Monday, 17 March 2008

St Patrick's Day and the Peerage

Here's to St Patrick, a Cumberland man supposedly kidnapped and taken to Ireland as a slave. He deserves his day.

I developed a niggle of doubt over the terminology I used in my latest wip, so I got busy on the Internet only to emerge even more confused than before. Today I went back to an old standby - the 20th edition of Black's Titles and Forms of Address. I may even buy a copy so that I always have it by me though today the exercise in walking up the hill to consult the library copy did me good. (I also found 2 Mary Ballogh stories I hadn't read, so that was my reward!)

I needed to check on Dowagers and found the following rules appy to all five grades of the peerage: the earliest surviving widow of a preceding holder of the title, regardless of her relationship to the current holder, is: The Dowager Duchess of Somewhere. Or, The Dowager Lady Someone.

If there is a second widow, she is referred to as Mary, Dowager Duchess of Somewhere so that everyone knows who they are discussing.

If the rules of address are followed correctly, so the Editor says, a great deal of information can be revealed on first introduction, and on reading I believe it is so. Here are some basic facts to begin with.

Hereditary titles descend only from father to son, or grandfather to grandson unless descent includes the female line or a remainder has been granted.

A Duke usually owns lesser titles, and the second highest is usually used by the Duke's eldest son. To take a well known family as an example - the Duke of Bedford's eldest son takes the title Marquess of Tavistock, and his son (the Duke's grandson) is known as Lord Howland. When the Duke dies, they all move up. The lesser titles are known as Courtesy titles when they are used in this way, and it is understood that they will be used for a limited period only. They always belong to the peer to whom they were granted. He extends them to his heir as a courtesy.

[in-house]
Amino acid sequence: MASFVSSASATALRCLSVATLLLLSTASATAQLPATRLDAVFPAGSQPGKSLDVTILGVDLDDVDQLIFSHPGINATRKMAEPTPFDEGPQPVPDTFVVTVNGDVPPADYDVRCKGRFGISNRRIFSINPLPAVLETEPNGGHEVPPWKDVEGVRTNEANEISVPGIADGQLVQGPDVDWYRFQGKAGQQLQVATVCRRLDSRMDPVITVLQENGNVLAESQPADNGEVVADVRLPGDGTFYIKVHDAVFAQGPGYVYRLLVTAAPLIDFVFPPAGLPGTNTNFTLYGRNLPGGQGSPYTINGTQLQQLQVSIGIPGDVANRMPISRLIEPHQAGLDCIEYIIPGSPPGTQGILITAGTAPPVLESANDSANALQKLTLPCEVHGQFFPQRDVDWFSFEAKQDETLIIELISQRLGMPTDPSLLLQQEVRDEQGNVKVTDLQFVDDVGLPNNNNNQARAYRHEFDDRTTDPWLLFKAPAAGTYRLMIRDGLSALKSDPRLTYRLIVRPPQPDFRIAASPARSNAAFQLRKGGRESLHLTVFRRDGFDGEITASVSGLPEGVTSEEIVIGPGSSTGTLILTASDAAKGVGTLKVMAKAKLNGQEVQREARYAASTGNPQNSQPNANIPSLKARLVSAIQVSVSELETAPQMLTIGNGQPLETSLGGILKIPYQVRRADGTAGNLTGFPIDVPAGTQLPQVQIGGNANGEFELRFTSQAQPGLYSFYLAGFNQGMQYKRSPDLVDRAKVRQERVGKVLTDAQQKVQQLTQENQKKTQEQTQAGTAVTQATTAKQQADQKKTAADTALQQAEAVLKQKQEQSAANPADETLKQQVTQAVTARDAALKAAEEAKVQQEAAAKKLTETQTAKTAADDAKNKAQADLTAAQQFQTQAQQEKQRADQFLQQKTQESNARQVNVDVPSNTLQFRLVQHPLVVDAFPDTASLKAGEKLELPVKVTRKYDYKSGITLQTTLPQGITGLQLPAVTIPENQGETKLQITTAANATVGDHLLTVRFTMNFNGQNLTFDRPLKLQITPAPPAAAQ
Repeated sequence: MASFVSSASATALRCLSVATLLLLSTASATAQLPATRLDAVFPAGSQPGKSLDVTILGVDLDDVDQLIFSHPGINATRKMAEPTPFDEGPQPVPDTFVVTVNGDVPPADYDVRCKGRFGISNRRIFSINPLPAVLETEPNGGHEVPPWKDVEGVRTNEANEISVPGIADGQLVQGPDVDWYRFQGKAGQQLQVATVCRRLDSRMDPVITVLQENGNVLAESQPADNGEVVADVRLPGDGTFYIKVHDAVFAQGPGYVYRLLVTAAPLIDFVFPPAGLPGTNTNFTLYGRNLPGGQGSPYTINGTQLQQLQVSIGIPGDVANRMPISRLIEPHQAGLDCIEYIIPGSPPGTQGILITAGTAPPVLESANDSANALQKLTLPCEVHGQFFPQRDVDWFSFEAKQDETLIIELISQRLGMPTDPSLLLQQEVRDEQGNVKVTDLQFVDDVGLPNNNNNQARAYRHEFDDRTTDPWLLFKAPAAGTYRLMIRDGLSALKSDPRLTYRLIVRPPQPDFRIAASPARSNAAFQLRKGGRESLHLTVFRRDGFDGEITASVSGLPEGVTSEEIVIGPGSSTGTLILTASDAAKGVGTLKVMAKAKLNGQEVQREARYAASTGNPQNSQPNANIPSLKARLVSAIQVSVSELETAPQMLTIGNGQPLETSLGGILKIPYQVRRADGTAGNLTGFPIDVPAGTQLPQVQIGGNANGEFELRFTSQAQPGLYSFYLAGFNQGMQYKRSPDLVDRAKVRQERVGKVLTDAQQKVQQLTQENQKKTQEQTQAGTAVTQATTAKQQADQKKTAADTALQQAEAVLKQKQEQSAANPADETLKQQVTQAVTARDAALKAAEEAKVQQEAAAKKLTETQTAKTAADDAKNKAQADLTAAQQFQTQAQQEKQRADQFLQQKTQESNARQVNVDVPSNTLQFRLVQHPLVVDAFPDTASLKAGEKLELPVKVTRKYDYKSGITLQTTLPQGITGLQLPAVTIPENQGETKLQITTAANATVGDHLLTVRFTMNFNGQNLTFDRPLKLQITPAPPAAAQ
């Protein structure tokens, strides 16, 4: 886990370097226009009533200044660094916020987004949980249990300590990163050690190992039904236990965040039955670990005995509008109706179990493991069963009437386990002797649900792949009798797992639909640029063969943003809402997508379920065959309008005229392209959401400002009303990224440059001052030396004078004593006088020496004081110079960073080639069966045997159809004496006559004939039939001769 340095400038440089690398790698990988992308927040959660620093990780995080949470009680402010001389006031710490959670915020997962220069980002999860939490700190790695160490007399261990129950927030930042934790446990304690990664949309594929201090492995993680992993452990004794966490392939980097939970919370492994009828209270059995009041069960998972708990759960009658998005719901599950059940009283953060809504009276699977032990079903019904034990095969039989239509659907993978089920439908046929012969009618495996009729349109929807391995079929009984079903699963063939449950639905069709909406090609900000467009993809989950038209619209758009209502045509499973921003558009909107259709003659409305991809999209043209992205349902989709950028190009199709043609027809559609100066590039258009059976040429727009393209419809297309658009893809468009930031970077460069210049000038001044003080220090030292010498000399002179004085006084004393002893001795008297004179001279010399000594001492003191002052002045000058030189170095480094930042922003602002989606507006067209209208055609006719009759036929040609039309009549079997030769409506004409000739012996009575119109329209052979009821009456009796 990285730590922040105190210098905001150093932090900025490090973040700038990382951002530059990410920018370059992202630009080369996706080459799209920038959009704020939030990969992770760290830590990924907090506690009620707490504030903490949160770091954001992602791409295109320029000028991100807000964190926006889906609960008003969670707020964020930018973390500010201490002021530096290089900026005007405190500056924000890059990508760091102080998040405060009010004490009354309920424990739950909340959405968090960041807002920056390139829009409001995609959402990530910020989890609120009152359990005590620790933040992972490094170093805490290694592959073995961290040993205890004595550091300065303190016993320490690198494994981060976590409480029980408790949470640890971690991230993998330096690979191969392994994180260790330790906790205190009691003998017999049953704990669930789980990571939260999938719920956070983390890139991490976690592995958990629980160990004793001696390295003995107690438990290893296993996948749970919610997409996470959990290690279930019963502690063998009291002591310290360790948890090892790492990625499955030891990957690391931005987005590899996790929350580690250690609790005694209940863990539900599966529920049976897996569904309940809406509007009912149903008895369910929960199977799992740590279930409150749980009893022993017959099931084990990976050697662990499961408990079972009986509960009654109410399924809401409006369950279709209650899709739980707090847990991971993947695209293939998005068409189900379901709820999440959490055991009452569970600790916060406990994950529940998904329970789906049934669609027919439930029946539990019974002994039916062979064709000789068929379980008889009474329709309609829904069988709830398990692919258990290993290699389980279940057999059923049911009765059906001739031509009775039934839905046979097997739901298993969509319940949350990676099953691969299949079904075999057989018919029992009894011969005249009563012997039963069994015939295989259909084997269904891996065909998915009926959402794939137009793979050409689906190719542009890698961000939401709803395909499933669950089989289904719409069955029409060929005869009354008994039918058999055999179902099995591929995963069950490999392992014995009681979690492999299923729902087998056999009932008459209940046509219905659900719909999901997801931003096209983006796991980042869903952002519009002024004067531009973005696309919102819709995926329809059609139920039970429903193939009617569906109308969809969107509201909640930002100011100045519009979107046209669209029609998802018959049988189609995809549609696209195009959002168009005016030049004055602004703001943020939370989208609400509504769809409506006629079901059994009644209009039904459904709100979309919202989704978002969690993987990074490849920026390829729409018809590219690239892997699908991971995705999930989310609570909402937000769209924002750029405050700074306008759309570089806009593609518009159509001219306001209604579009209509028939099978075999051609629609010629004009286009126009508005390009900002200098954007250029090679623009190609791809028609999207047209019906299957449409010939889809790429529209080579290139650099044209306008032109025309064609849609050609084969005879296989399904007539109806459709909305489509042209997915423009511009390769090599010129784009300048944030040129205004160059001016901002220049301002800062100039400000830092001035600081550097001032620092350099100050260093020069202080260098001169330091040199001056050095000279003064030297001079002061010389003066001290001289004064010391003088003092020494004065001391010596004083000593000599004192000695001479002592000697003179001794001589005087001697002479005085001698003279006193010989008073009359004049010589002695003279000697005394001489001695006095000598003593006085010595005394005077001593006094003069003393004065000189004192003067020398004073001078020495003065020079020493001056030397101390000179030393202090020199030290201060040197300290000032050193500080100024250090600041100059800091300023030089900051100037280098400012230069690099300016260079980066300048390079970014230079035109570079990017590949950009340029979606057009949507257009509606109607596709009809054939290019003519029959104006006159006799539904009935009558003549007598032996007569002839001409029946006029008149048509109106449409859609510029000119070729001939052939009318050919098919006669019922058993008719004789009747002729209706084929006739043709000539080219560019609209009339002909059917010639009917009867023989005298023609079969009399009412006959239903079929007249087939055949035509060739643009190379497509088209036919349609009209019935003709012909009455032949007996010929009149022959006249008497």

Authors need to know how to address a peer, and name them correctly for the purposes of accuracy in fiction. According to Black, sparing use is made of titles in conversation. The Duke and Duchess are formally addressed as Your Grace at the start of a conversation and referred to as His Grace and Her Grace.
The younger sons of a Duke bear the title Lord along with their Christian names ie Lord John Russell, or Lady Barbara Russell and never as Lord Russell or Lady Russell.

More tomorrow.

1 comment:

Anonymous said...

Very Interesting!
Thank You!